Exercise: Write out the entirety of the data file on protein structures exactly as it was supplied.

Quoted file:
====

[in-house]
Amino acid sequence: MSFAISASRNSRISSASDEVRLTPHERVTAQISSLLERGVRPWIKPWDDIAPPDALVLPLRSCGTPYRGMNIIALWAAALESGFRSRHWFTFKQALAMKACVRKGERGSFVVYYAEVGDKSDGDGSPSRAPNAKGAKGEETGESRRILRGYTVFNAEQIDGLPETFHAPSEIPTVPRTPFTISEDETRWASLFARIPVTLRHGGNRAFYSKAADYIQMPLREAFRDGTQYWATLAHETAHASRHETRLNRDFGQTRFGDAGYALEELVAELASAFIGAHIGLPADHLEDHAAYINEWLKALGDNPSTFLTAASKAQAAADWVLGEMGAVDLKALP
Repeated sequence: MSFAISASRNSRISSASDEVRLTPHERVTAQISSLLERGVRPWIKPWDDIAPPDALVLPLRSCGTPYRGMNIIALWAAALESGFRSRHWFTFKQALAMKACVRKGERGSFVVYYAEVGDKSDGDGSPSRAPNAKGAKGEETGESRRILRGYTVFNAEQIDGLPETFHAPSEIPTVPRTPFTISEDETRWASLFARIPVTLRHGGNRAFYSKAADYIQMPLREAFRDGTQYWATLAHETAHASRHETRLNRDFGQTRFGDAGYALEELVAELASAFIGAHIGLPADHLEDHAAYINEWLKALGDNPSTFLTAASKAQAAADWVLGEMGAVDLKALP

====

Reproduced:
[in-house]
Amino acid sequence: MSFAISASRNSRISSASDEVRLTPHERVTAQISSLLERGVRPWIKPWDDIAPPDALVLPLRSCGTPYRGMNIIALWAAALESGFRSRHWFTFKQALAMKACVRKGERGSFVVYYAEVGDKSDGDGSPSRAPNAKGAKGEETGESRRILRGYTVFNAEQIDGLPETFHAPSEIPTVPRTPFTISEDETRWASLFARIPVTLRHGGNRAFYSKAADYIQMPLREAFRDGTQYWATLAHETAHASRHETRLNRDFGQTRFGDAGYALEELVAELASAFIGAHIGLPADHLEDHAAYINEWLKALGDNPSTFLTAASKAQAAADWVLGEMGAVDLKALP
Repeated sequence: MSFAISASRNSRISSASDEVRLTPHERVTAQISSLLERGVRPWIKPWDDIAPPDALVLPLRSCGTPYRGMNIIALWAAALESGFRSRHWFTFKQALAMKACVRKGERGSFVVYYAEVGDKSDGDGSPSRAPNAKGAKGEETGESRRILRGYTVFNAEQIDGLPETFHAPSEIPTVPRTPFTISEDETRWASLFARIPVTLRHGGNRAFYSKAADYIQMPLREAFRDGTQYWATLAHETAHASRHETRLNRDFGQTRFGDAGYALEELVAELASAFIGAHIGLPADHLEDHAAYINEWLKALGDNPSTFLTAASKAQAAADWVLGEMGAVDLKALP